Forum Index > Trail Talk > When is it time to raise the alarm?
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Yana
Hater



Joined: 03 Jun 2004
Posts: 4009 | TRs
Location: Out Hating
Yana
Hater
PostTue May 29, 2007 7:22 pm 
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I know a lot (most?) of people give plans of their hiking/climbing/backpacking whatever trips to trusted friends/family so if they do not return as scheduled, those people can call the appropriate authorities and start a search.

In order to remove some of the guesswork, I've also started giving a "if I don't return by X o'clock, raise the alarm that I am missing."

I always wonder about when that time should be, though, and I feel like most of the time it's pretty arbitrary. Obviously, sometimes you might have a day or more of "padding" (on a longer trip).

But I feel undecided on how much extra time to give myself. If I get lost and have to spend an unexpected night somewhere, I would feel incredibly stupid and embarrassed if a search is in progress when I can simply walk out the next day (which would be what I want to do), not to mention that said search would be a total waste of resources, and my friends/family would be incredibly worried.

However, if I have an injury that prevents me from exiting on my own, wouldn't sooner be better?

Thoughts? Opinions? What do y'all do?

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PLAY SAFE! SKI ONLY IN CLOCKWISE DIRECTION! LET'S ALL HAVE FUN TOGETHER!
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Dave Weyrick
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Joined: 16 Dec 2001
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Location: Poulsbo, WA
Dave Weyrick
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PostTue May 29, 2007 8:40 pm 
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Most of my trips are two night fishing excursions, many solo. I leave a TOPO! map copy with my wife on which I've indicated trailhead, trails used, off trail routes, and campsites. On the back I give general to specific trailhead location info for her to give to authorities if needed. I usually plan to be out by dark the third day, and ask her to wait to call S&R until I fail to return by dark the next day. That gives me a day to overcome minor difficulties such as getting lost, sprained ankle, car trouble, etc. I've told her I'll stay alive for a month as long as I can get to water, so don't give up looking early.  Fortunately we've never found out if she could actually wait that whole extra day before calling in the mounties.

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If I'd known ya was gonna use bait I wouldn't a brought ya!
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Matt
Tea, Earl Grey, Hot



Joined: 29 Jan 2007
Posts: 4069 | TRs
Location: Shoreline
Matt
Tea, Earl Grey, Hot
PostTue May 29, 2007 10:13 pm 
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For overnight trips, I usually tell people to wait a full day.  I figure if we have overnight gear with us, we can afford to wait, and its better than calling our searchers unnecessarily.  I've had at least three trips where we returned a day late due either to bad weather or minor injuries.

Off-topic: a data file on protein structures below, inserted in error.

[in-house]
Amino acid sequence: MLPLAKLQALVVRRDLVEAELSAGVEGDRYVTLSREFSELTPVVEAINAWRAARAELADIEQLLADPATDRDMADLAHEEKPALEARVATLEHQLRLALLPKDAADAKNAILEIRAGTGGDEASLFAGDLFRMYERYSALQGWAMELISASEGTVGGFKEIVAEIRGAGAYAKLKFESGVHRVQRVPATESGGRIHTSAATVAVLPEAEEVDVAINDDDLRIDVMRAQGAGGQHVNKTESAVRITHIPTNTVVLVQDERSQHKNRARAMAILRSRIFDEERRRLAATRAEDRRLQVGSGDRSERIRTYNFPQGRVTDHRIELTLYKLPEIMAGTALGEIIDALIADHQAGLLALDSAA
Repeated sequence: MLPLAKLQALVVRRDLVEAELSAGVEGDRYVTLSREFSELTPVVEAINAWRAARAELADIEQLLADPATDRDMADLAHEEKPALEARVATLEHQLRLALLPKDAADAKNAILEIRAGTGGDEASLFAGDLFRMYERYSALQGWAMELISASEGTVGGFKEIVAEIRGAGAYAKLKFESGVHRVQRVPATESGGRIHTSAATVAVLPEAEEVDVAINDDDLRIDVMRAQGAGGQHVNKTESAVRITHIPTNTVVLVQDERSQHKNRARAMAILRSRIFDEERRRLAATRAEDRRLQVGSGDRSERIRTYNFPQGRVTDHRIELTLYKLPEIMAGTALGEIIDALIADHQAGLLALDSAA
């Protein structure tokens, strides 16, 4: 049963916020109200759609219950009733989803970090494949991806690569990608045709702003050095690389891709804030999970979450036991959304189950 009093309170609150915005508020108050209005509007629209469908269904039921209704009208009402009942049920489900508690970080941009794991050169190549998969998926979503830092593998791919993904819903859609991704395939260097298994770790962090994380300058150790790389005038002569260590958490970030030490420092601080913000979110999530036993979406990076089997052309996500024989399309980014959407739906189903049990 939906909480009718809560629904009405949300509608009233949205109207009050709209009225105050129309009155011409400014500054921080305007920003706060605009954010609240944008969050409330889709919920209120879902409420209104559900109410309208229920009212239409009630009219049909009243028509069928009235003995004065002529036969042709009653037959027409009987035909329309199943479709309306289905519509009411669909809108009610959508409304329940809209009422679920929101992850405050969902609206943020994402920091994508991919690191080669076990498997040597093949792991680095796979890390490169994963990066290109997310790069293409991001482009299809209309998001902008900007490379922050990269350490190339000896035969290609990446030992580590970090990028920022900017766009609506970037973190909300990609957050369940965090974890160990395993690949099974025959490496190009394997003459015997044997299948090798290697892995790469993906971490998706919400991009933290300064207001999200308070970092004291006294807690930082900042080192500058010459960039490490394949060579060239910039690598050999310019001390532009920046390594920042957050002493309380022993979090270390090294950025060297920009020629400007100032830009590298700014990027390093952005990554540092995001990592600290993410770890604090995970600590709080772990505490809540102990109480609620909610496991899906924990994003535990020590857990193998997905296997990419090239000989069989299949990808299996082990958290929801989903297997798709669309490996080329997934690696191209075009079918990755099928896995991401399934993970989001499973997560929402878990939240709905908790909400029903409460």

Day trips are a harder call.  But if we haven't gotten back by midnight, I'd say a call to the local emergency authorities might be worthwhile.  If you're only a half-day out from the TH and haven't been able to send anyone back for help, then probably something's wrong.

One other VERY IMPORTANT LESSON I learned.  If you get out late from a trip, always call the local authorities and notify them that you're okay.  Otherwise they may already be starting to organize a search for you.  That happened to me once when there was a misunderstanding about being picked up from a hike, and we hitchhiked back to town.

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“As beacons mountains burned at evening.” J.R.R. Tolkien
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Allison
Feckless Swooner



Joined: 16 Dec 2001
Posts: 12304 | TRs
Location: putting on my Nikes before the comet comes
Allison
Feckless Swooner
PostTue May 29, 2007 10:40 pm 
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It depends entirely on the trip, your limitations, and the length of the trip. It may seem like a no brainer to err on the side of caution, but once a search is underway, a whole bunch of people are inconvenienced and/or in danger themselves. Only you can make the call on when you want your 'designated' to make the phone call.

I generally leave that info with my dad, because he knows my limitations and will not get all hysterical if I'm a little late, that said, he also knows when it's time to call in SAR because I may be hurt or lost or whatever.

I tend to err way on the side of my experience though, and may end up spending a nasty night out on a day hike freezing my ass off. Still, SAR is not out looking for me for something stupid.*